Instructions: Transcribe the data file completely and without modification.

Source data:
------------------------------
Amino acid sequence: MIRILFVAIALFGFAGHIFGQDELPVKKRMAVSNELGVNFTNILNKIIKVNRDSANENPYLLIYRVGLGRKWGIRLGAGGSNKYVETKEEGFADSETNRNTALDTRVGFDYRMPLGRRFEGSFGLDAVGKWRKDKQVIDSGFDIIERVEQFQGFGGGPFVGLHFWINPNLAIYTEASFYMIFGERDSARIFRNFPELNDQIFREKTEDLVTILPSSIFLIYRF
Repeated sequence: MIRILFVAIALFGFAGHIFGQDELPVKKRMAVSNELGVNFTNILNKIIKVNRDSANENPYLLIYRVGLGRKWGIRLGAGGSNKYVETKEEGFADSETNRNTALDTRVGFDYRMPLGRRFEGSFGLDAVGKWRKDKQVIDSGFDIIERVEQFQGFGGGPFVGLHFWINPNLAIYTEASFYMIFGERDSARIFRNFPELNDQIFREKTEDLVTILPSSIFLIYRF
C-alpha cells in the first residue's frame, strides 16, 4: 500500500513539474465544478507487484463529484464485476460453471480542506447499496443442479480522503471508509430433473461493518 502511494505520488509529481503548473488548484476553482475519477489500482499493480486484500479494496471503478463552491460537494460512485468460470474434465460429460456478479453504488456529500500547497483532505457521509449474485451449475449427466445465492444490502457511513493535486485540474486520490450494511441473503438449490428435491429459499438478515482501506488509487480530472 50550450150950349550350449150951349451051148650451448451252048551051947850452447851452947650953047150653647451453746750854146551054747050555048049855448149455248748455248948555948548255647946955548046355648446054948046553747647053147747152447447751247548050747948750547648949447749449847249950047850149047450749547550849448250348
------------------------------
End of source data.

Amino acid sequence: MIRILFVAIALFGFAGHIFGQDELPVKKRMAVSNELGVNFTNILNKIIKVNRDSANENPYLLIYRVGLGRKWGIRLGAGGSNKYVETKEEGFADSETNRNTALDTRVGFDYRMPLGRRFEGSFGLDAVGKWRKDKQVIDSGFDIIERVEQFQGFGGGPFVGLHFWINPNLAIYTEASFYMIFGERDSARIFRNFPELNDQIFREKTEDLVTILPSSIFLIYRF
Repeated sequence: MIRILFVAIALFGFAGHIFGQDELPVKKRMAVSNELGVNFTNILNKIIKVNRDSANENPYLLIYRVGLGRKWGIRLGAGGSNKYVETKEEGFADSETNRNTALDTRVGFDYRMPLGRRFEGSFGLDAVGKWRKDKQVIDSGFDIIERVEQFQGFGGGPFVGLHFWINPNLAIYTEASFYMIFGERDSARIFRNFPELNDQIFREKTEDLVTILPSSIFLIYRF
C-alpha cells in the first residue's frame, strides 16, 4: 500500500513539474465544478507487484463529484464485476460453471480542506447499496443442479480522503471508509430433473461493518 502511494505520488509529481503548473488548484476553482475519477489500482499493480486484500479494496471503478463552491460537494460512485468460470474434465460429460456478479453504488456529500500547497483532505457521509449474485451449475449427466445465492444490502457511513493535486485540474486520490450494511441473503438449490428435491429459499438478515482501506488509487480530472 50550450150950349550350449150951349451051148650451448451252048551051947850452447851452947650953047150653647451453746750854146551054747050555048049855448149455248748455248948555948548255647946955548046355648446054948046553747647053147747152447447751247548050747948750547648949447749449847249950047850149047450749547550849448250348